He has ordered an internal investigation into the prison administration’s handling of Mr. Amra, even as questions arise about coordination between other branches of the justice system.

In a guest essay in Le Monde, two senior judges, Béatrice Brugère and Jean-Christophe Muller, referenced the case and said efforts to combat organized crime in France were divided between police units that did not always cooperate properly.

Mr. Amra was the subject of separate investigations in different jurisdictions. If those investigations had been merged, the judges wrote, “the true extent of the dangerousness of this criminal and his supporters” would have been clear.

It is still unclear whether police investigators in Marseille and Rouen had shared any information with prison officials, who had increased the security of the Amra convoy, but not to the maximum level.

Still, the case has drawn attention to a French prison system that is bursting at the seams.

France’s official prison watchdog recently warned that incarceration rates were hitting record highs each month: There were almost 77,500 inmates in April, but there was room for fewer than 62,000. This has led to overcrowded and unsanitary cells and violence, the watchdog says.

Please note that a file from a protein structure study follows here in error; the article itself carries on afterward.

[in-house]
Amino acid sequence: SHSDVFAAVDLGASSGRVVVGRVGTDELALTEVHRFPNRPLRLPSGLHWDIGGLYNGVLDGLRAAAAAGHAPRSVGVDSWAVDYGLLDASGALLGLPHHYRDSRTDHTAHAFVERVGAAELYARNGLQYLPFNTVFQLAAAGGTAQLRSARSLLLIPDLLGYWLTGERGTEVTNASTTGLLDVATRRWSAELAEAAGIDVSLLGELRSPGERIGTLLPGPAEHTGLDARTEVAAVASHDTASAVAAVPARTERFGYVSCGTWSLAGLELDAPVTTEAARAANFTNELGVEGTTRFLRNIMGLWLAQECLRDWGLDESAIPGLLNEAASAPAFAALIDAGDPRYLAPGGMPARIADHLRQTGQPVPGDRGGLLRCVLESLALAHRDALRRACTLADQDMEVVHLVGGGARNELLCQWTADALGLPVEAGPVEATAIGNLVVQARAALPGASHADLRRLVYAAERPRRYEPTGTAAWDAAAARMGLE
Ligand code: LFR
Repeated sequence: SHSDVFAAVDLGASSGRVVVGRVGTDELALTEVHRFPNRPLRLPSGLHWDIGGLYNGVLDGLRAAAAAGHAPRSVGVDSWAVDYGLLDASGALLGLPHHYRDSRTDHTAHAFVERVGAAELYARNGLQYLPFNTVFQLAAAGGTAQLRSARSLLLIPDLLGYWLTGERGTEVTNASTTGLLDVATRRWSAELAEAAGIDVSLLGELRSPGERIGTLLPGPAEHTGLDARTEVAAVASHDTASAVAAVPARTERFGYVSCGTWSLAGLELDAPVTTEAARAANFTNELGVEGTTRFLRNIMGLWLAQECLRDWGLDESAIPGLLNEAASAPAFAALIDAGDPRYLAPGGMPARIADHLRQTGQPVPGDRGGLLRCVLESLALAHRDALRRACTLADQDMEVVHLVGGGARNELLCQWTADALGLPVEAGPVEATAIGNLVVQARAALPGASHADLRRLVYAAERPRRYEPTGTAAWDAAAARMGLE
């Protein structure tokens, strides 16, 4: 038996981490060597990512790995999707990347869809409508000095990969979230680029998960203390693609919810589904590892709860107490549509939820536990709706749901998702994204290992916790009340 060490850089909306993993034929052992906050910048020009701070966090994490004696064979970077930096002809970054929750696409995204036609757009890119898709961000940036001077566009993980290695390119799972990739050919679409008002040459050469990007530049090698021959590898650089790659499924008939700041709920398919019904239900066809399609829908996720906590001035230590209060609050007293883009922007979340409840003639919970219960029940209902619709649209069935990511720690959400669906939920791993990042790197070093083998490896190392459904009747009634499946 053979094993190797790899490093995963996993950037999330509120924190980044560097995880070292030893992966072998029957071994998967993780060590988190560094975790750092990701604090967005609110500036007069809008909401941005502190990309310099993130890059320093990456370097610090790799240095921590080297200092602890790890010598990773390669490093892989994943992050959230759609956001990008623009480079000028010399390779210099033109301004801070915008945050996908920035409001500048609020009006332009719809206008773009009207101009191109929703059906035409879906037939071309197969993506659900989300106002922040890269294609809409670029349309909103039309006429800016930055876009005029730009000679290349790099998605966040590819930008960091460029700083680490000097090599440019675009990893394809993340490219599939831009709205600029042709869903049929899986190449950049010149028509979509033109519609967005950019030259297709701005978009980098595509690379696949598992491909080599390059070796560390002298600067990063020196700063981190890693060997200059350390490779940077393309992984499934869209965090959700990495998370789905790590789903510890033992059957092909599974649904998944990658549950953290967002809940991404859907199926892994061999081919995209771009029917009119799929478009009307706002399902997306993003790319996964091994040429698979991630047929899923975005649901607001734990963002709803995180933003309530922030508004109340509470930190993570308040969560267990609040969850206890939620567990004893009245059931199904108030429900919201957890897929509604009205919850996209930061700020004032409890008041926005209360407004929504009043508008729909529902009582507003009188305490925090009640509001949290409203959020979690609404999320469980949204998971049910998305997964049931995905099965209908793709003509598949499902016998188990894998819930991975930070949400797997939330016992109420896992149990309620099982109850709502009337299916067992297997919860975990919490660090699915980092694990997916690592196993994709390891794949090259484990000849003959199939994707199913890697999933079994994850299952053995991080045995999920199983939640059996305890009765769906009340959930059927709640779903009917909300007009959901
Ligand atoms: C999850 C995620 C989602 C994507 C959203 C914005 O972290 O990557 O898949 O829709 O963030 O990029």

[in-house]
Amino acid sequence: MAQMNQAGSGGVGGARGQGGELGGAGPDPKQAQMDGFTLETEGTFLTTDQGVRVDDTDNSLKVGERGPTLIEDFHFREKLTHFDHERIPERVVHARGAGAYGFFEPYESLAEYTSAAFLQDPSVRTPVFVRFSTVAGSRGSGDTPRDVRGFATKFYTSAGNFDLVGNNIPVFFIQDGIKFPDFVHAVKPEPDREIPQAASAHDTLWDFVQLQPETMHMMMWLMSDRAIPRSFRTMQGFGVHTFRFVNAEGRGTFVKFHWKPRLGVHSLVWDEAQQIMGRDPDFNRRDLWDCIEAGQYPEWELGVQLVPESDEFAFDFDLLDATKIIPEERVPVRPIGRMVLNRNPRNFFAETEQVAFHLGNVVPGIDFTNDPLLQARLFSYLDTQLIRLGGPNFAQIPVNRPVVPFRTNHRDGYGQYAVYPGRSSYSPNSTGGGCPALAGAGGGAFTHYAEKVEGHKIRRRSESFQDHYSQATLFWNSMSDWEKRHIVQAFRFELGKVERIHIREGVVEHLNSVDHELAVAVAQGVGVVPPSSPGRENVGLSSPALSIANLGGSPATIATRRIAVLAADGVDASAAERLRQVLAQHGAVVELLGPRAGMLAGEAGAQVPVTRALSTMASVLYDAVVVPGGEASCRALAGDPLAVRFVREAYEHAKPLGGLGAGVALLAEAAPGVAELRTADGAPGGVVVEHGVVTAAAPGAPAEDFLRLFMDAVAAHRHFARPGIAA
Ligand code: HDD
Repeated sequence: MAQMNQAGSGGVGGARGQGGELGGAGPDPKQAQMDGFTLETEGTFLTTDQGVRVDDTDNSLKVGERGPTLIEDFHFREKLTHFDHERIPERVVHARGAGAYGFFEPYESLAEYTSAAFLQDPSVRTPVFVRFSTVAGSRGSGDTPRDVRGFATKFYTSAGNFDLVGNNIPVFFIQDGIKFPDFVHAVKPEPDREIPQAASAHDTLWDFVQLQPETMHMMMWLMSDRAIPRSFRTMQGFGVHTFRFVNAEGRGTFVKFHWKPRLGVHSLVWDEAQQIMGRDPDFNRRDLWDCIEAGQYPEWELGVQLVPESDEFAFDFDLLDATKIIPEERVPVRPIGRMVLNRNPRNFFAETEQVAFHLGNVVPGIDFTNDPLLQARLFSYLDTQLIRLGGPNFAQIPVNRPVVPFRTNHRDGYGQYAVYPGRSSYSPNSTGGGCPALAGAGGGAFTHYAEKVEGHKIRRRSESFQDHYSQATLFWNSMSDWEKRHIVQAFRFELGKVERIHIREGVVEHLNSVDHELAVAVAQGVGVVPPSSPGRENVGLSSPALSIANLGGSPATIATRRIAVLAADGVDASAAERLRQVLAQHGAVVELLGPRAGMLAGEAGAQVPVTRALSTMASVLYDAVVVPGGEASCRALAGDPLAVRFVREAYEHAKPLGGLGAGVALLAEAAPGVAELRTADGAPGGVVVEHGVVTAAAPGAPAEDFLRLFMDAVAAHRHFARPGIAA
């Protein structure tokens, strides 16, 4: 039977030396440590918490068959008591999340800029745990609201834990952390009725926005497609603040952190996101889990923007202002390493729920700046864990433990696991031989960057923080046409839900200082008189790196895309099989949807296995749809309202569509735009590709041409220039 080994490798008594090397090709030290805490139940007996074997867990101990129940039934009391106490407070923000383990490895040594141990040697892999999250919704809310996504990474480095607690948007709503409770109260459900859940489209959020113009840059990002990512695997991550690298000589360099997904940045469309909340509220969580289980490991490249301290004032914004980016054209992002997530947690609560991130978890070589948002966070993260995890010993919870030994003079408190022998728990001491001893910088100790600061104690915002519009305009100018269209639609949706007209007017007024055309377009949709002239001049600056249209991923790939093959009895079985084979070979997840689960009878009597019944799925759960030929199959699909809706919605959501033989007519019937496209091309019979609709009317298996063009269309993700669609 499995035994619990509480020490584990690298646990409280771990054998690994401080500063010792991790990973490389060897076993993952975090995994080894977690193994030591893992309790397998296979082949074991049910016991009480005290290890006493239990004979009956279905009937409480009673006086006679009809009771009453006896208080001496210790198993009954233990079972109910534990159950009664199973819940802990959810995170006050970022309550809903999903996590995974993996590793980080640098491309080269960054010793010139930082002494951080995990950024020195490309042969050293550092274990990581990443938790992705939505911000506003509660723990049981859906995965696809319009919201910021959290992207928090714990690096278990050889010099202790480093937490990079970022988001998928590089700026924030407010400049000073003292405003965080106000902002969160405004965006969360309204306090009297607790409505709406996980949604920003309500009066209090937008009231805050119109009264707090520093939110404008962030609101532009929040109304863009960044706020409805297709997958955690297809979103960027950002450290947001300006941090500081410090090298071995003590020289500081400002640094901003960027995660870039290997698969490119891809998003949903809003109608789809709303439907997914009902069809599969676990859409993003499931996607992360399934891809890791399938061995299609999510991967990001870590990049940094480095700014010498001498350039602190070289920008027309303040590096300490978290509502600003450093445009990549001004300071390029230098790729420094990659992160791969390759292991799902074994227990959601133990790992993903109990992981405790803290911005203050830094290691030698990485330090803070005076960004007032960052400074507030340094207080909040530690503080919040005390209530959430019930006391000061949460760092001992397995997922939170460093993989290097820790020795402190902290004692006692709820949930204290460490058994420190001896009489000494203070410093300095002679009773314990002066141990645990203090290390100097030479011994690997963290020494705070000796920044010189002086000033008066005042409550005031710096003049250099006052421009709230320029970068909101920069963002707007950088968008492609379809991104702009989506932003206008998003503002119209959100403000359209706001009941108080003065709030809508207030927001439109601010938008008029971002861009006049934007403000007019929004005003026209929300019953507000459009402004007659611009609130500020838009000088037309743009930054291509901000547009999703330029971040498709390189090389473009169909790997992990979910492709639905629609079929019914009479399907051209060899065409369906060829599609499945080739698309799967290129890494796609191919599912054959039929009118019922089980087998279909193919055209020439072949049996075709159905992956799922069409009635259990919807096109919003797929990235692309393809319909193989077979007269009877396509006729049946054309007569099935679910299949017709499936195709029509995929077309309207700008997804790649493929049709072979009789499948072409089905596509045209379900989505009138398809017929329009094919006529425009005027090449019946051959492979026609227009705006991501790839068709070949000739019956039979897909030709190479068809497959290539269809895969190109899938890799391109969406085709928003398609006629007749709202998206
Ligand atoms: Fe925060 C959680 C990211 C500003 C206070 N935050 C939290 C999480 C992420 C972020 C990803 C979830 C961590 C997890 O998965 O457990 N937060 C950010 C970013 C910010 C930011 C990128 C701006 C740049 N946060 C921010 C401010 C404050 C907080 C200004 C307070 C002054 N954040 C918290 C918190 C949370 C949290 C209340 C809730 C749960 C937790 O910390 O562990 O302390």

“We have had chronic staff shortages for the last 10 to 15 years, and hiring does not compensate for vacant positions,” said Wilfried Fonck, a representative of UFAP-UNSA, a prison guards union that organized protests after Amra’s death. . escape. “And on the other hand, the prison population increases every month.”

Reports about Amra conducting business behind bars did not surprise Fonck. In the past, drones have delivered phones to prisoners, he noted, and guards were prohibited from searching prisoners as they left visiting rooms, making it easier for contraband to enter.

Dupond-Moretti, the justice minister, has said the government will work to address the problems highlighted by the Amra case by deploying more anti-drone and phone encryption tools in prisons. He will also consider allowing more systematic searches and the use of video conferencing to avoid unnecessary transportation of inmates, he said.

Unions are hopeful that the government will comply, but are cautious.

“Prisons have been sick for 30 years,” Fonck said. “Not since yesterday.”